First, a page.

So what does the word squaw mean? There is a misleading and incorrect (pseudo)etymology out there claiming that it means "vagina" (or a more crude variation on that theme). It has become so widespread that it has led to certain states at least attempting if not actually going through with legislation intended to rename towns, areas, and other things with "squaw" in the name.

Where did this idea come from? It appears to have started in 1973 in the book Literature of the American Indian where the writers theorized that it came from the Mohawk word ojiska or ojiskwa, which does mean vagina. Later, in a 1992 appearance on the Oprah show, an activist named Suzan Harjo declared that "The word squaw is an Algonquian Indian word meaning vagina, and that'll give you an idea of what the French and British fur trappers were calling all Indian women, and I hope no one ever uses that term again." (One should note that we already have a difference of opinion.) Publicity like that led to movements among people, including many Native Americans, to have the word removed from place names.

But is that accurate? No. According to Dr. Ives Goddard, Curator and Head of the Division of Ethnology, Department of Anthropology and Linguistic Editor of the Handbook of North American Indians, with the Smithsonian Institution, it was a word borrowed from a Massachusetts Indian word: squa, which means a female or younger woman. It was assimulated into the English language meaning essentially the same thing, though generally specifically meaning an Indian woman. The earliest recorded use of it (as a borrowed word in English) is 1622 and it had become part of the language by 1634.

While the Massachusett (no -s) language spoken by the Indians from which the word derives, is indeed an Algonquian language, the tribe lived over 200 miles away from the Mohawks and had no real contact with them. Additionally, the Mohawk language is part of the Iroquoian family, making the original "theory" invalid despite some coincidental simularity in the second part of the Mohawk word. Since it doesn't derive from that language and the real derivation is known to mean female or young woman, the whole "vagina theory" falls apart as well.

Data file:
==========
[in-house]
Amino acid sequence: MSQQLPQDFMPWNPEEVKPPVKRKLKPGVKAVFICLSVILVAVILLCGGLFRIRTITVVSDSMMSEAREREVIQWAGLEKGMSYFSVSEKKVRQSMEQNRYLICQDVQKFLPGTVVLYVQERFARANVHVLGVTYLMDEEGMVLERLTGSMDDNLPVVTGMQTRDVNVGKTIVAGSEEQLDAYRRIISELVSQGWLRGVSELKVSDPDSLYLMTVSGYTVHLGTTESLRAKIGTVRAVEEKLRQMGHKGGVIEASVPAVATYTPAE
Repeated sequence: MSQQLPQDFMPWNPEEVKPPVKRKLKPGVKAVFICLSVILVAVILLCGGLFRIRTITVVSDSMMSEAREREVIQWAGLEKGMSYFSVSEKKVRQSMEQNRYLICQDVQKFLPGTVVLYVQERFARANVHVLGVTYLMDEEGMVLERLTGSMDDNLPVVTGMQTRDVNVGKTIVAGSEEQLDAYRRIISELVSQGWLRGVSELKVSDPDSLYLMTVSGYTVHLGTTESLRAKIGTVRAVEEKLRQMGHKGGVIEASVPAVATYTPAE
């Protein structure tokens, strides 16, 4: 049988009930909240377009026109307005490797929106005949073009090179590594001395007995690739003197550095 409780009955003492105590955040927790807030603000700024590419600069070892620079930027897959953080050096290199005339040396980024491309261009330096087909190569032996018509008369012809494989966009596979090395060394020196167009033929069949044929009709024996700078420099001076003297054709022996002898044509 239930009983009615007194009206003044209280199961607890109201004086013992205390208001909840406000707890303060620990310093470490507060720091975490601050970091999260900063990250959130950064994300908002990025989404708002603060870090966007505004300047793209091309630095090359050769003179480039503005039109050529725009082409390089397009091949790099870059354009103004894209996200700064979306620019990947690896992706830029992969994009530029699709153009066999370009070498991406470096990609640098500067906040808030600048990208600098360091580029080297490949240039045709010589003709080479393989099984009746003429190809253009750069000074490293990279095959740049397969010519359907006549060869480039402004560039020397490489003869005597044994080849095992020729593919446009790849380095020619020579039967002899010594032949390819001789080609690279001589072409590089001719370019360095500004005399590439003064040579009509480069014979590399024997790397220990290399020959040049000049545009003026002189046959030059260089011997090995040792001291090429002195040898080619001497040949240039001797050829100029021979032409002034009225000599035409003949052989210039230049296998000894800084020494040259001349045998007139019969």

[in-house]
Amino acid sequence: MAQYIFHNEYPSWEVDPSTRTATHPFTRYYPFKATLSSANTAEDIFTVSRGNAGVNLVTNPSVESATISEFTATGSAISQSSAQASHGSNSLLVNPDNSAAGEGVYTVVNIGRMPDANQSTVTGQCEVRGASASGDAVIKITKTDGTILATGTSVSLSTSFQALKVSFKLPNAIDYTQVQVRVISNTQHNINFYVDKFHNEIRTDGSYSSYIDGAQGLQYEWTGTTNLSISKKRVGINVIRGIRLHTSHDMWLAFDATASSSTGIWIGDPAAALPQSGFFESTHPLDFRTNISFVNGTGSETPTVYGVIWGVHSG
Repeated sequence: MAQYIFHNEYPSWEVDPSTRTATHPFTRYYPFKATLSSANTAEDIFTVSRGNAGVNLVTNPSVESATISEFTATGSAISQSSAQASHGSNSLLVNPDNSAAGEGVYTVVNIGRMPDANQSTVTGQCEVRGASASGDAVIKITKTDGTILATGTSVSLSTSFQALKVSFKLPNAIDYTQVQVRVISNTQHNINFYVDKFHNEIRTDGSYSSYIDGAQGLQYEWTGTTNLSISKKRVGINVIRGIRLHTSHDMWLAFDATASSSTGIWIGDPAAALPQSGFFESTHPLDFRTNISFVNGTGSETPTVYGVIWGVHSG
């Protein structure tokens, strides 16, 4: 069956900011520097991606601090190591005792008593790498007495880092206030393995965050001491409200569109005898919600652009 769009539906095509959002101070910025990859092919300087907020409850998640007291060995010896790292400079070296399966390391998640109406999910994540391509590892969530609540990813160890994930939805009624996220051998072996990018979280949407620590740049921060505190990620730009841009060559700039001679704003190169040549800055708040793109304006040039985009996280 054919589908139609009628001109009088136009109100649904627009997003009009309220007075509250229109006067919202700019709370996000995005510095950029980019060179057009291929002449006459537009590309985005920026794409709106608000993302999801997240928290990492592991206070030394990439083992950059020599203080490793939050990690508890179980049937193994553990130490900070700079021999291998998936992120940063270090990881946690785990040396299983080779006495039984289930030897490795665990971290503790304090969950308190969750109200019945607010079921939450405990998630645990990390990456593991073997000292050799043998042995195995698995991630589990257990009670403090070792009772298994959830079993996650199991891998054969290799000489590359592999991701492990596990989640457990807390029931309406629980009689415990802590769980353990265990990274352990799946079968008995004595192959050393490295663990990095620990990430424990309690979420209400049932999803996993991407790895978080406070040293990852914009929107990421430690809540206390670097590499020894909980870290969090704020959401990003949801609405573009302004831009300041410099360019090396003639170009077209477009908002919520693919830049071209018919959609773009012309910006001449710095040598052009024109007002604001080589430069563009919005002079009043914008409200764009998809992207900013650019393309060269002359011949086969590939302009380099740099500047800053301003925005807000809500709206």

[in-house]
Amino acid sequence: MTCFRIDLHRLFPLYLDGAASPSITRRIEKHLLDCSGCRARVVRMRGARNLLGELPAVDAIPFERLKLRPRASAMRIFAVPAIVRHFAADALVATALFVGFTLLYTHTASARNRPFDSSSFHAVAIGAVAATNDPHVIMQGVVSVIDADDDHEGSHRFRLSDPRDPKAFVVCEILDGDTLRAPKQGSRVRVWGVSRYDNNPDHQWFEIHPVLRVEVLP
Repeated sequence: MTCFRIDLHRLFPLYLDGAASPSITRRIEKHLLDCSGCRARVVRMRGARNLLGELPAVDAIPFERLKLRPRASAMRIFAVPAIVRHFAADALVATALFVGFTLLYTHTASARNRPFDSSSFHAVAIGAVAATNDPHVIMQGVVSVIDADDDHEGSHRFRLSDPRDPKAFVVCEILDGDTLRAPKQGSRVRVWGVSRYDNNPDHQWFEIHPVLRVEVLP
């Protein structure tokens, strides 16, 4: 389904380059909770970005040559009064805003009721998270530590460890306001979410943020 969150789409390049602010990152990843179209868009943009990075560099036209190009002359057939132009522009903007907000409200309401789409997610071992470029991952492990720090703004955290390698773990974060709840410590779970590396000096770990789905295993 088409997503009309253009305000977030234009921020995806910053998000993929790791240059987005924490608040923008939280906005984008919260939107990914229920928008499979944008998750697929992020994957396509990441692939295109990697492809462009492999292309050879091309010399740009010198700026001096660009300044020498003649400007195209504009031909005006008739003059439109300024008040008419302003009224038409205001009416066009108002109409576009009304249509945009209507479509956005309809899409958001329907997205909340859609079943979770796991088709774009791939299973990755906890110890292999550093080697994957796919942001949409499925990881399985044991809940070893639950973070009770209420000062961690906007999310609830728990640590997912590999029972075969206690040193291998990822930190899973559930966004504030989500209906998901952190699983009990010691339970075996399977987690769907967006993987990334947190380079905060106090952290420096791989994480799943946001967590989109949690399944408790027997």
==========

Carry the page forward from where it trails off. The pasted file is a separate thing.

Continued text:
That cleared up, is it offensive? While not a lot suggesting that is found in the literature, it has come to be thought of (and used) as a somewhat demeaning or derogatory term in reference to Native American women and many of them dislike it and can be offended by its use. On the other hand, some have little problem with it (depending on how it is used).

It would seem that, while it isn't a vulgar insult, it can and has been used insultingly. It most certainly is not politically correct and one should use it with discretion, or not at all (probably the best option).

(Submitted as a "thing" because it is the word and its origin that is being discussed)
(Sources: and; both seem to be using Goddard as the main source)

(while the info is good, my opinion about the term has evolved. Just say No: ALWAYS. No nuance there. Intention may be meant differently but the word has become a symbol and actual weapon of racism and that is when you check out & dump that shit in the dustbin of history where it belongs with other cultural embarrassments. Admit that ignorance of history and the history of American culture helped make you part of the problem and then stop being that. Ignorance means you didn't know—that's understandable: but then learn. Then you aren't and maybe it'll make the world a better place...for everyone. end);

Squaw (?), n. [Massachusetts Indian squa, eshqua; Narragansett squaws; Delaware ochqueu, and khqueu; used also in compound words (as the names of animals) in the sense of female.]

A female; a woman; -- in the language of Indian tribes of the Algonquin family, correlative of sannup.

Old squaw. Zool. See under Old.


© Webster 1913.

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